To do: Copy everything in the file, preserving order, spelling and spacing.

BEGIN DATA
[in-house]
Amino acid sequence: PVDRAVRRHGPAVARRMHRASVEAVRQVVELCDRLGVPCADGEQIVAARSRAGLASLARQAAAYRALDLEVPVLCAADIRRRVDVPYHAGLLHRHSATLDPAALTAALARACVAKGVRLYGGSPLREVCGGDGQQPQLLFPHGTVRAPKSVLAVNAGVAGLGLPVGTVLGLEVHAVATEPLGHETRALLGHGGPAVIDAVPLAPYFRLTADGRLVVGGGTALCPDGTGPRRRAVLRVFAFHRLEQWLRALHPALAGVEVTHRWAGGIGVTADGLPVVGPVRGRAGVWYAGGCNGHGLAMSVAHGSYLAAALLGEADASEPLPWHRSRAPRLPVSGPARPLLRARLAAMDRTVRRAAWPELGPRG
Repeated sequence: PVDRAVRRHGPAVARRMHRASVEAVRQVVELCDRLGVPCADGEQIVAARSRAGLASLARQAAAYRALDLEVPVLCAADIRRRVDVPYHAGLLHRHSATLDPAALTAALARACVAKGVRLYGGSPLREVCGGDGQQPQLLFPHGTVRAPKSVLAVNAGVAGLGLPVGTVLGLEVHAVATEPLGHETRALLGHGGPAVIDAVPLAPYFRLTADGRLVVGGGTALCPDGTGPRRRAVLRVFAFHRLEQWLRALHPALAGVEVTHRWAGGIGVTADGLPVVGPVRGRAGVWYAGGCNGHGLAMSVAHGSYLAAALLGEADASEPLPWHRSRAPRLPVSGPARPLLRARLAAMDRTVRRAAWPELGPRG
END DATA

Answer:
[in-house]
Amino acid sequence: PVDRAVRRHGPAVARRMHRASVEAVRQVVELCDRLGVPCADGEQIVAARSRAGLASLARQAAAYRALDLEVPVLCAADIRRRVDVPYHAGLLHRHSATLDPAALTAALARACVAKGVRLYGGSPLREVCGGDGQQPQLLFPHGTVRAPKSVLAVNAGVAGLGLPVGTVLGLEVHAVATEPLGHETRALLGHGGPAVIDAVPLAPYFRLTADGRLVVGGGTALCPDGTGPRRRAVLRVFAFHRLEQWLRALHPALAGVEVTHRWAGGIGVTADGLPVVGPVRGRAGVWYAGGCNGHGLAMSVAHGSYLAAALLGEADASEPLPWHRSRAPRLPVSGPARPLLRARLAAMDRTVRRAAWPELGPRG
Repeated sequence: PVDRAVRRHGPAVARRMHRASVEAVRQVVELCDRLGVPCADGEQIVAARSRAGLASLARQAAAYRALDLEVPVLCAADIRRRVDVPYHAGLLHRHSATLDPAALTAALARACVAKGVRLYGGSPLREVCGGDGQQPQLLFPHGTVRAPKSVLAVNAGVAGLGLPVGTVLGLEVHAVATEPLGHETRALLGHGGPAVIDAVPLAPYFRLTADGRLVVGGGTALCPDGTGPRRRAVLRVFAFHRLEQWLRALHPALAGVEVTHRWAGGIGVTADGLPVVGPVRGRAGVWYAGGCNGHGLAMSVAHGSYLAAALLGEADASEPLPWHRSRAPRLPVSGPARPLLRARLAAMDRTVRRAAWPELGPRG